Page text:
The Online Payments landscape in India is unique. There is deeper penetration and a faster adoption rate than in some of the more technologically advanced nations. The National Payments Corporation of India (NPCI) has made a significant impact on both P2M (Peer to Merchant) and P2P (Peer to Peer) transactions by introducing various payment platforms such as UPI, RuPay, Bharat Bill Payment System, etc. The usage of these platforms has grown in leaps and bounds owing to the increasing number of smartphone users and cheap internet accessibility.

Now the RBI has launched the Central Bank Digital Currency (CBDC). What impact will CBDC create, and will CBDC add meaningful value to the Indian digital payments ecosystem?

UPI: a success but still a long way from cashless economy

While UPI handled $1 trillion in transactions, India’s currency-in-circulation (CIC) to Gross Domestic Product (GDP) ratio is the third highest in the world. CIC stood at ~INR 32 lakh crore, i.e., ~14% of GDP, as of June 2022. In fact, in FY22, the RBI spent almost INR 5,000 crore on printing, distributing, and storing currency.

So, the key question is whether CBDC can do more than UPI to push India towards a completely cashless economy.


The main difference between UPI and CBDC is the requirement for a bank account. India has one of the world’s largest unbanked populations, with around 190 million Indians not having a bank account and nearly 90 million bank accounts lying dormant. While UPI works on transacting through bank deposits, CBDCs can be transacted from P2P or P2M directly through a CBDC wallet after eKYC registration. This has the potential to ensure deeper financial inclusion among economically backward segments without bank accounts.

Further, UPI requires an active internet connection and a smartphone. An offline model for transacting CBDCs (via Bluetooth or Near Field Communication) can be explored. China and the Bahamas have experimented with CBDCs with offline usability. Japan has been exploring offline CBDCs on a basic phone as well as on a smartphone. According to the NITI Aayog report, only 55 out of every 100 people have an internet connection. An offline model can greatly help India tap individuals living in remote geographic locations with limited internet access; thus increasing financial inclusion.

Also, the government is estimated to spend approximately INR 1,500 crore towards the cost of RuPay debit cards and UPI transactions in FY22. CBDC could be more cost-efficient as it eliminates the need for interbank settlement. Thus, reducing transaction costs related to settlement infrastructure.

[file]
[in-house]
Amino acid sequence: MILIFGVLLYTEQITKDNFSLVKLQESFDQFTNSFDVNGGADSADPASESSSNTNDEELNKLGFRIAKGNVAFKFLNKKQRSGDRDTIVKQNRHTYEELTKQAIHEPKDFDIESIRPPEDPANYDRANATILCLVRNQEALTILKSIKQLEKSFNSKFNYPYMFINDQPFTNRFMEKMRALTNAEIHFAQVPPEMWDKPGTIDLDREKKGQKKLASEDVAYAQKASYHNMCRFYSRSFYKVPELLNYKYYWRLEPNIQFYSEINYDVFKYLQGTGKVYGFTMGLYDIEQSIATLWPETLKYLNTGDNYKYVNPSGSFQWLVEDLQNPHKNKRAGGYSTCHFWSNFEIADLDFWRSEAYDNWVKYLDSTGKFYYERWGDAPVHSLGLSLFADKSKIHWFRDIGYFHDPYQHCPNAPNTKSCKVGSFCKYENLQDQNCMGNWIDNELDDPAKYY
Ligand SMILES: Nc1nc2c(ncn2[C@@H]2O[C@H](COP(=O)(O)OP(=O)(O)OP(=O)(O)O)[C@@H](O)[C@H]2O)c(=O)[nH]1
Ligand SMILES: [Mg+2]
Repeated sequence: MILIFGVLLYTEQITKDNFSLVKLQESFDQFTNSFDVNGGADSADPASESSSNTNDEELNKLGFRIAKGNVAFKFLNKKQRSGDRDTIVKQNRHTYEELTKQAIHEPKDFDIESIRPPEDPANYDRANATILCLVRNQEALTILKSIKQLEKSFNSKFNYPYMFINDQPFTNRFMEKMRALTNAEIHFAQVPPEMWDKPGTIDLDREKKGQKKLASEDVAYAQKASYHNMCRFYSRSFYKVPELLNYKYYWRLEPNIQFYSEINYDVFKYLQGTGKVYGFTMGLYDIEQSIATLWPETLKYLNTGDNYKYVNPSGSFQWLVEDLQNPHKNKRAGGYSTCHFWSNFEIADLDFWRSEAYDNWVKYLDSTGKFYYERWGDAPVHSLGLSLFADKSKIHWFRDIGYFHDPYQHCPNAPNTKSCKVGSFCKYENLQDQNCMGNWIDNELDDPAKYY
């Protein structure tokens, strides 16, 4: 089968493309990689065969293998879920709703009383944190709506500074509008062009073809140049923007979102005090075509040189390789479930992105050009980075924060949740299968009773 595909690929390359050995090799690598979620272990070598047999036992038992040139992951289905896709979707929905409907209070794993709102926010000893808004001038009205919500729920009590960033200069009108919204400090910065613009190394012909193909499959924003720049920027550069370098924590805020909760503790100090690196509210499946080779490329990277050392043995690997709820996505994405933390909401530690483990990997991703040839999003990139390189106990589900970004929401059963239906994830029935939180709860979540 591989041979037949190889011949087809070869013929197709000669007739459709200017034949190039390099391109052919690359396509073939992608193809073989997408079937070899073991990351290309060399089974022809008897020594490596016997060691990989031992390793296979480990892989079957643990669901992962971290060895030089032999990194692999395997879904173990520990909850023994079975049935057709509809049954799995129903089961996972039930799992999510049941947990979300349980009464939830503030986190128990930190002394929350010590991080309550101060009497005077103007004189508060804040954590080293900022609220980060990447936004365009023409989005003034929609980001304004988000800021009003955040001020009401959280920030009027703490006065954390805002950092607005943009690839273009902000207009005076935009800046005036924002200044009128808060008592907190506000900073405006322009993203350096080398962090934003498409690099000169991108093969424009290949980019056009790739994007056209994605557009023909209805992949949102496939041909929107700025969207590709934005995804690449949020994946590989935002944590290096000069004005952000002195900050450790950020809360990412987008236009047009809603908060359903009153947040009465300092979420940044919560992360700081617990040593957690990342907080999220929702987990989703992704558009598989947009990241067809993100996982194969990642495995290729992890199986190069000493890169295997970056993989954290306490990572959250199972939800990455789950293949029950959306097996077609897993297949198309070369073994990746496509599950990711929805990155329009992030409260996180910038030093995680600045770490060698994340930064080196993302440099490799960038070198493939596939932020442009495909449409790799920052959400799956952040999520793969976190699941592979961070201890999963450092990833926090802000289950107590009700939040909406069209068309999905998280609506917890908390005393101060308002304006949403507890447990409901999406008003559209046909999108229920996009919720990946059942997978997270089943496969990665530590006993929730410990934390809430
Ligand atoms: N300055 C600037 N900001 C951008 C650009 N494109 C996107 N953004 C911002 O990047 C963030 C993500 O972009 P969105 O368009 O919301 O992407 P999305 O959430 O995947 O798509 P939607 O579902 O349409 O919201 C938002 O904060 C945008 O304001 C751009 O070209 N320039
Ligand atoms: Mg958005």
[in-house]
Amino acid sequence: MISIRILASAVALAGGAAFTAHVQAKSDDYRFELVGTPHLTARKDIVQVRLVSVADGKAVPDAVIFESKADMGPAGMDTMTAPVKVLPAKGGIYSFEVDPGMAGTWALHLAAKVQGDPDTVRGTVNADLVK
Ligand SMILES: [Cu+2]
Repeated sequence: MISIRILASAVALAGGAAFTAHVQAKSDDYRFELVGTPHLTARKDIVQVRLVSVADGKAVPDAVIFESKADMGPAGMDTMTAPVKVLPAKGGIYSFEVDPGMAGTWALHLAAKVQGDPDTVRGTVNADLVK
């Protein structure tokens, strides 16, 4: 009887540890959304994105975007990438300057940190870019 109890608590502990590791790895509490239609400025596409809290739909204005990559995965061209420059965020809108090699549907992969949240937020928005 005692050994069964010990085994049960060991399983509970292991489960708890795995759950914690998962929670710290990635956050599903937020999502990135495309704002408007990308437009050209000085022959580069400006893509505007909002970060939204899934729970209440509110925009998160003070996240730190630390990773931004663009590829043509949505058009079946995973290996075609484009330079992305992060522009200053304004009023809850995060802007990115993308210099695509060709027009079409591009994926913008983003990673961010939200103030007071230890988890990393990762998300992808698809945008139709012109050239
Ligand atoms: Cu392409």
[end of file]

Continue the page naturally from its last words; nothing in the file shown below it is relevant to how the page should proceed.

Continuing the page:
e-RUPI is a voucher-based payment system that works via SMS or QR Codes, launched by the Government of India. It is mainly used for Direct-Benefit Transfer (DBT) schemes. e-RUPI was launched to reduce leakages and eliminate middlemen while implementing DBT schemes such as LPG subsidies, fertilizer subsidies, old-age pensions, the transfer of wages in MGNREGA, etc. e-RUPI does not require a bank account or an internet connection and is purpose- and person-specific. However, since its launch in 2021, there have been issues building sufficient infrastructure and an ecosystem for it, with only 11 national banks currently supporting e-RUPI. Regional banks are yet to associate with the platform. Due to higher on-field problems such as server issues and a lack of financial literacy, the platform has not yet reached the needy as anticipated.

Programmable CBDCs also work in a similar fashion to e-RUPI. They specify an end-use by the person who is transferring the money. For example, food subsidies credited to a beneficiary’s CBDC wallet by the government could only be used to purchase rations from registered shops. As CBDC will be launched at a pan-India level and garner high credibility due to its equivalence to physical cash, the adoption rate by key stakeholders such as banks, merchants, and beneficiaries might be higher in comparison to e-RUPI. Further, the cost of building a separate ecosystem for e-RUPI will also be eliminated as CBDCs serve multiple functions, including DBTs.

Could CBDC act as a master solution?

Due to the rapid growth in the online payment landscape and the existing mechanisms working successfully, it is premature to predict how effective CBDC’s adoption will be. However, it is important to note that CBDC, if implemented correctly, can provide a simpler, more transparent, cost-efficient solution with lower settlement risk. Further, CBDC provides multifold benefits such as programmable payments for Direct-Benefit Transfers, cross-border remittances, retail payments, MSME lending, and offline payments under one umbrella. But the government and RBI will have to go the extra mile to implement CBDC with the right technological infrastructure and awareness drive. Whether it will potentially provide a single transactional solution and help India further financial inclusion hinges on its implementation success.

Source: Author’s Contributions

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